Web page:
Darkness and Light

This is the message we have heard from him and proclaim to you, that God is light, and in him is no darkness at all. If we say we have fellowship with him while we walk in darkness, we lie and do not practice the truth. But if we walk in the light, as he is in the light, we have fellowship with one another, and the blood of Jesus his Son cleanses us from all sin. If we say we have no sin, we deceive ourselves, and the truth is not in us. If we confess our sins, he is faithful and just to forgive us our sins and to cleanse us from all unrighteousness. If we say we have not sinned, we make him a liar, and his word is not in us” (1 John 1:5–10, ESV).

The apostle John begins this letter with rich imagery of light and darkness, familiar to Scripture.  The simple message is that “God is light.”  Here are the benefits of “walking in the light” (walking with God through Christ):

  • Fellowship with God
  • Fellowship with one another
  • Forgiveness of sins through Jesus’ blood

Traditionally, I think the contrast between walking in darkness and walking in light is taught as the difference between living in sin and living a holy life.  Darkness=sin; Light=holiness/righteousness.  There is certainly biblical warrant to make a distinction like this; however, I don’t think it’s what John has foremost in mind.

Notice the contrasting themes of deception and truth in the passage.  We walk in darkness if we say we have no sin; we’ve deceived ourselves and the truth is not in us (v 8).  Christians still struggle with sins.  In Paul’s letters when he speaks of God’s work in our lives in relation to sin, he always uses the singular, implying that while God has broken the power of sin for us, we still may struggle with sins.  As the image of Christ is cultivated more in us by the Spirit, we find increasing victory over these sins, but perfection eludes us until we enter the garden of rest before the final resurrection.

The point in all this is that walking in light can’t be to live a sinless life.  But it can refer to truth and honesty.  Darkness shrouds things, hides the truth.  Light is revealing, honest; walking in light means bringing the truth—not matter how ugly—into the open.  Thus, I think John’s intended contrast in the darkness-light imagery is particularly between deception and truth.  Said another way, we walk in darkness when we hide the reality of our sins, whether in ignorance, pride, or fear; but we walk in light when we confess our sins (v 9), brining our broken selves into God’s healing presence.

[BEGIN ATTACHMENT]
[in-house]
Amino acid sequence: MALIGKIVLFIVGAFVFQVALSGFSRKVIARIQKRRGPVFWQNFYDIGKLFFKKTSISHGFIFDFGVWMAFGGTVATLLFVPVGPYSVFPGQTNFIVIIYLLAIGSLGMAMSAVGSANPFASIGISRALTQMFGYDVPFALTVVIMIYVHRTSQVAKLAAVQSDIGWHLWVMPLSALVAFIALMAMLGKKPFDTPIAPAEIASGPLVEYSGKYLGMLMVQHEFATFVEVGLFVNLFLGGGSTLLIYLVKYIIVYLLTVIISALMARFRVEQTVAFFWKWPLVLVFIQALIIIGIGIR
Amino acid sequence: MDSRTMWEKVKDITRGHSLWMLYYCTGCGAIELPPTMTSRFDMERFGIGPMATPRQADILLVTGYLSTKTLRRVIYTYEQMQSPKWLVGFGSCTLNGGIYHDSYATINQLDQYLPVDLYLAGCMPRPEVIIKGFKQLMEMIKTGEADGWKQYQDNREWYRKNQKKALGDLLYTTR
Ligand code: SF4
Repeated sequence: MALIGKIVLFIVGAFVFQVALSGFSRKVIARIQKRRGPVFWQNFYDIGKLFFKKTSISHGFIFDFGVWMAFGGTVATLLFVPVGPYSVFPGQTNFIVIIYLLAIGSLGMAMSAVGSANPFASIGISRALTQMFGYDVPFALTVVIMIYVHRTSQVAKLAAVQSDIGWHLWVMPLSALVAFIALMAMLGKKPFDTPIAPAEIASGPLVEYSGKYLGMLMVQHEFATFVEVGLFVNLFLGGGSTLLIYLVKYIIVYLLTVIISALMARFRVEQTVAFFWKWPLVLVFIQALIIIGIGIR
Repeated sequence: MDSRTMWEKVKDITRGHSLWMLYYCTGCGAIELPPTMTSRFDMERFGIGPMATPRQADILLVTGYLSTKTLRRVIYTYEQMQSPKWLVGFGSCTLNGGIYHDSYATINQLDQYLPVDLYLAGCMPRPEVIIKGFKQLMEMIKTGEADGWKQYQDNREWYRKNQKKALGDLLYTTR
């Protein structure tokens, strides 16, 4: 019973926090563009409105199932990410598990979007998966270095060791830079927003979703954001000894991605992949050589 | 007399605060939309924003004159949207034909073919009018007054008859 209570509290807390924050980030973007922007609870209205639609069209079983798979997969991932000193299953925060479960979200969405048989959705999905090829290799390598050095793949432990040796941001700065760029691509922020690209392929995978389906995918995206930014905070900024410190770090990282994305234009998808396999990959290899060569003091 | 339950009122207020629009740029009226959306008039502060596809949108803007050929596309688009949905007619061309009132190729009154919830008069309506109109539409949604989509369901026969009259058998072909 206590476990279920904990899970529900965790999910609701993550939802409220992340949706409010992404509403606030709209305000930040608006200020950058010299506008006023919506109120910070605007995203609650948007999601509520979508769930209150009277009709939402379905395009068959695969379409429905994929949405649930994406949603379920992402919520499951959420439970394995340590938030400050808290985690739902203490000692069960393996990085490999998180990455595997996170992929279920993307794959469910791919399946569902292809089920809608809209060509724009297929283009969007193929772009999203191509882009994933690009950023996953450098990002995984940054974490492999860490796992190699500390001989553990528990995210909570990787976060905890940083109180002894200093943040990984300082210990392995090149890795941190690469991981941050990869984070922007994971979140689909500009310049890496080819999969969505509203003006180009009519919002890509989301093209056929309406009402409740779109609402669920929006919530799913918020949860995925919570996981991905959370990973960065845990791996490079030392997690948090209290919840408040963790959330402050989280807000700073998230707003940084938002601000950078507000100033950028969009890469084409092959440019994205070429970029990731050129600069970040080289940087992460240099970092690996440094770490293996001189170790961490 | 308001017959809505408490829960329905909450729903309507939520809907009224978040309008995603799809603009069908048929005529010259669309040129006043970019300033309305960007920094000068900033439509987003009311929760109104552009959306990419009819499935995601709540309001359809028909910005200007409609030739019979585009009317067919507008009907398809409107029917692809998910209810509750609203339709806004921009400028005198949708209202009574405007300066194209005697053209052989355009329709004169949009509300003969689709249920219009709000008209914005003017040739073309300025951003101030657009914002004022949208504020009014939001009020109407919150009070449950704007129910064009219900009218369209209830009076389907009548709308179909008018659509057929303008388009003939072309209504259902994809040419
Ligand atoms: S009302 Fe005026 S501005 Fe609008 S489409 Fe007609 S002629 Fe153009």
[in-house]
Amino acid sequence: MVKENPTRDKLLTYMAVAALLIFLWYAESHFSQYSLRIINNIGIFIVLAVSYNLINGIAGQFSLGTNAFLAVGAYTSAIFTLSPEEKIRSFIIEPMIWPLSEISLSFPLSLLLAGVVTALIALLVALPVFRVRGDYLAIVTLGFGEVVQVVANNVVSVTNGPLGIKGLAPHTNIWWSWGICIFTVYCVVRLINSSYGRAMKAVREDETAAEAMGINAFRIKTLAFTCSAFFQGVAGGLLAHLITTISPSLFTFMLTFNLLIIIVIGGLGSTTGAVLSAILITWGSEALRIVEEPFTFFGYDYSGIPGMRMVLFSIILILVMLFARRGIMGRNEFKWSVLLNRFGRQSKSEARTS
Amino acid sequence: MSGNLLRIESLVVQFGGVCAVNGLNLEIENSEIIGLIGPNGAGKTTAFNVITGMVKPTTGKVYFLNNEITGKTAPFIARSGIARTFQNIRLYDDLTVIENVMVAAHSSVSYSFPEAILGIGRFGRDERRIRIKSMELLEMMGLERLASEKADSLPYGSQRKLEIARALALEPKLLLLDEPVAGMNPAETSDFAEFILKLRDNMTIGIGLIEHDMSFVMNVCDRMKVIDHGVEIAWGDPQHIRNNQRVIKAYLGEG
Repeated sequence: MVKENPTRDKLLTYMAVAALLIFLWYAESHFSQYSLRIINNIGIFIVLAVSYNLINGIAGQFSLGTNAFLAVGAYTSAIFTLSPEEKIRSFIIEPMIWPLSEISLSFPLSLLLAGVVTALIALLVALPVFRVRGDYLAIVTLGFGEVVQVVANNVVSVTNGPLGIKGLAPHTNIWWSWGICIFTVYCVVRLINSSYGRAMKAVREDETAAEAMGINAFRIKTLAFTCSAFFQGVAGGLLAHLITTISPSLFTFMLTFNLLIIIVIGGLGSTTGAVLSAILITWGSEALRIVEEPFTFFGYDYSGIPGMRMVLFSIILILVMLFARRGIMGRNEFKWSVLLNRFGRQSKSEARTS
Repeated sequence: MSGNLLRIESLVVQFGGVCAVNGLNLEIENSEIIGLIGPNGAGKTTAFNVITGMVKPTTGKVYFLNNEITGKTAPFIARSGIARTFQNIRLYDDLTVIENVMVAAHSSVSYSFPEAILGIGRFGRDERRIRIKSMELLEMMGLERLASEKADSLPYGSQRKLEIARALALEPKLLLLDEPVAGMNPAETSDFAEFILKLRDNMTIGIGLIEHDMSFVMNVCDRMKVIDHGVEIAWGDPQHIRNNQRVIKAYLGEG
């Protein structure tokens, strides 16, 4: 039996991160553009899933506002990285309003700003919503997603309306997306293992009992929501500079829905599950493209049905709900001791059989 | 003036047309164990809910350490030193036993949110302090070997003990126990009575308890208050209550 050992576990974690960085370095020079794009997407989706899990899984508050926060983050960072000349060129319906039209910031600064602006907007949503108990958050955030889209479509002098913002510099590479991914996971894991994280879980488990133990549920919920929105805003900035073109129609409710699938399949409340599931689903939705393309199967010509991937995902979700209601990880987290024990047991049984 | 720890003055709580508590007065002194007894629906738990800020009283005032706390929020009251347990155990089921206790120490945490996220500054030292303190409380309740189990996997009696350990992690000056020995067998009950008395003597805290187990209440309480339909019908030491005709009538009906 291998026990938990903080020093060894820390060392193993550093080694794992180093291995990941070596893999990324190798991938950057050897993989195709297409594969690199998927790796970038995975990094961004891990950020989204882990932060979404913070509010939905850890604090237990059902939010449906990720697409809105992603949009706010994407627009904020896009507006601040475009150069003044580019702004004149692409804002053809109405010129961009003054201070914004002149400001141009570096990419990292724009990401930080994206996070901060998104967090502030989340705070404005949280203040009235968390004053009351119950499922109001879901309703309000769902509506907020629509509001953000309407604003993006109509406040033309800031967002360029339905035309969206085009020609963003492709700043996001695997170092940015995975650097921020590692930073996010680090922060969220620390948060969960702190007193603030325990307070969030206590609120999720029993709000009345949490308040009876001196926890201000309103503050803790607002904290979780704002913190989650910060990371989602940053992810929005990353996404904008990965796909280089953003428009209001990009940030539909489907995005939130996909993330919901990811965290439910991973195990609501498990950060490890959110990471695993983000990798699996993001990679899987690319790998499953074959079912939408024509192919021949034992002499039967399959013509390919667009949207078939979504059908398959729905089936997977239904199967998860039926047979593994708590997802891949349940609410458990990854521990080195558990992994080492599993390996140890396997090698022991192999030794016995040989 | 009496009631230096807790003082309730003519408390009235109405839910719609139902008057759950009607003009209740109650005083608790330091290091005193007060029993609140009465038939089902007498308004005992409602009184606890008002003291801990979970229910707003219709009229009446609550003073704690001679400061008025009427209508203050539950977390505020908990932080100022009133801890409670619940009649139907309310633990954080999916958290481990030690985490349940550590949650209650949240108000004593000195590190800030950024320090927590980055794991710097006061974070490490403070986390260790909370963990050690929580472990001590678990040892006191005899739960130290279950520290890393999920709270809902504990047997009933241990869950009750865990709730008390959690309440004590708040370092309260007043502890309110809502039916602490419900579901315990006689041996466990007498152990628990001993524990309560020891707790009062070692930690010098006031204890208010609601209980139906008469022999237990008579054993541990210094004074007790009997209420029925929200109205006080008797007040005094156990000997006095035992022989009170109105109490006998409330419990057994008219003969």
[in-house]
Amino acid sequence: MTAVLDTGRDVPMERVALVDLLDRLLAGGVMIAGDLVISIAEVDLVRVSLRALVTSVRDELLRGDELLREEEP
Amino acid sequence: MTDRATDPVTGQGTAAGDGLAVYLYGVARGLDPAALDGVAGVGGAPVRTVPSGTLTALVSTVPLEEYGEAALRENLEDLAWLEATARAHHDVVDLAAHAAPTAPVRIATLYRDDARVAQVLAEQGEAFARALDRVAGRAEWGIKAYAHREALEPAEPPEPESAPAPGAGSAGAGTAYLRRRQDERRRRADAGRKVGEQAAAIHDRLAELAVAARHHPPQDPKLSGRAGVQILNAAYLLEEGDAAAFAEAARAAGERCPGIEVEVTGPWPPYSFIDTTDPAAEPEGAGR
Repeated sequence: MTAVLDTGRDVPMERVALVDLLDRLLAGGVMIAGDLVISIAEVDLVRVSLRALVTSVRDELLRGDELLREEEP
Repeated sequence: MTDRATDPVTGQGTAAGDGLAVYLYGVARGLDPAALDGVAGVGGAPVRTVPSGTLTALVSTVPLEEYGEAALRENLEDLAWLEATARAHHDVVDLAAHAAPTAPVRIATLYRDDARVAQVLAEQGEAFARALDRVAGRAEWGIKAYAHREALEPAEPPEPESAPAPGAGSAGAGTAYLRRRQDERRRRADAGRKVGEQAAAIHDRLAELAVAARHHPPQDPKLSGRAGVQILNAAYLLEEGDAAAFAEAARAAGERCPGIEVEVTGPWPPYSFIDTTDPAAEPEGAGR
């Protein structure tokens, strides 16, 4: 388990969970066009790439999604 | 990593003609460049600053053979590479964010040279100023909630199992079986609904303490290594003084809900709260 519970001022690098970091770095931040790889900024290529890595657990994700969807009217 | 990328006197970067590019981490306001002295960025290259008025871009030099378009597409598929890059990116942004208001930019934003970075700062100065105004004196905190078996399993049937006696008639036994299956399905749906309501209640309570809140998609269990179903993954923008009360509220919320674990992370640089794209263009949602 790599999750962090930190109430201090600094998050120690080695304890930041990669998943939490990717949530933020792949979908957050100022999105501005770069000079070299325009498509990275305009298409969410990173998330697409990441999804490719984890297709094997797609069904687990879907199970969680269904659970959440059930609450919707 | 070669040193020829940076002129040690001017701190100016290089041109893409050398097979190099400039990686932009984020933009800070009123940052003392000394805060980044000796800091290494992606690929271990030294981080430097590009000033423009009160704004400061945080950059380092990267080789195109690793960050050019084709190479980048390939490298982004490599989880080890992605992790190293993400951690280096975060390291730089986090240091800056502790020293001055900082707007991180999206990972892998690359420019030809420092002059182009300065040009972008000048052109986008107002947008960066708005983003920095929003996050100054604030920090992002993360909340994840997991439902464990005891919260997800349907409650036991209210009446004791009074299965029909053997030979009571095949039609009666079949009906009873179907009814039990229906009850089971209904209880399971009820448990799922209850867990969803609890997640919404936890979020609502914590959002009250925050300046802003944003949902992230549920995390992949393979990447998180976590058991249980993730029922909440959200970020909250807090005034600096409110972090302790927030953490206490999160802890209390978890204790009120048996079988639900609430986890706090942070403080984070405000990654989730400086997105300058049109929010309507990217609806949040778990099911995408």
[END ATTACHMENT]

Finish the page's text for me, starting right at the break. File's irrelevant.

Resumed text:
In John’s gospel, Jesus said that the truth would set us free (John 8:32).  In the first part of that statement, Jesus said that we are truly his disciples if we abide in his word.  That is when we know the truth and are set free.  Today, where are you abiding?—the light or the darkness?  Have you been deceived?  Have you been deceiving yourself?  Healing and freedom only come from honest confession.  God’s light has remarkable power.  But it’s only accessed through truth.

I invite you to read Psalm 32, especially vv 1-5.  Notice the contrast between hiding our sins and confessing them.  Today, come into the light by being true.  And then The Truth will set you free.

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2 thoughts on “Darkness and Light

  1. This was good…WOO HOO! So be it!! (amen) I agree with the Light = honesty/ truth. This is one of the main things that frustrates me as a believer. I have a really hard time showing love to a believer that is constantly not telling the truth. I have absolutely no problems showing love to non believers that have a ton of sin or a believer who has sin in their life…But can not handle a believer that lies.

  2. Glad you found the reflection “illuminating.” I agree that we Christians must be particularly careful to avoid duplicity and hypocrisy by calling others to live by standards that we ourselves haven’t aligned ourselves with.

    And I agree that loving other believers is often harder than loving a shameless sinner. Perhaps that’s why the NT writers exhort us to love “one another” (a reference to love among Christians) so often.

    Thank God that love truly does cover a multitude of sins.

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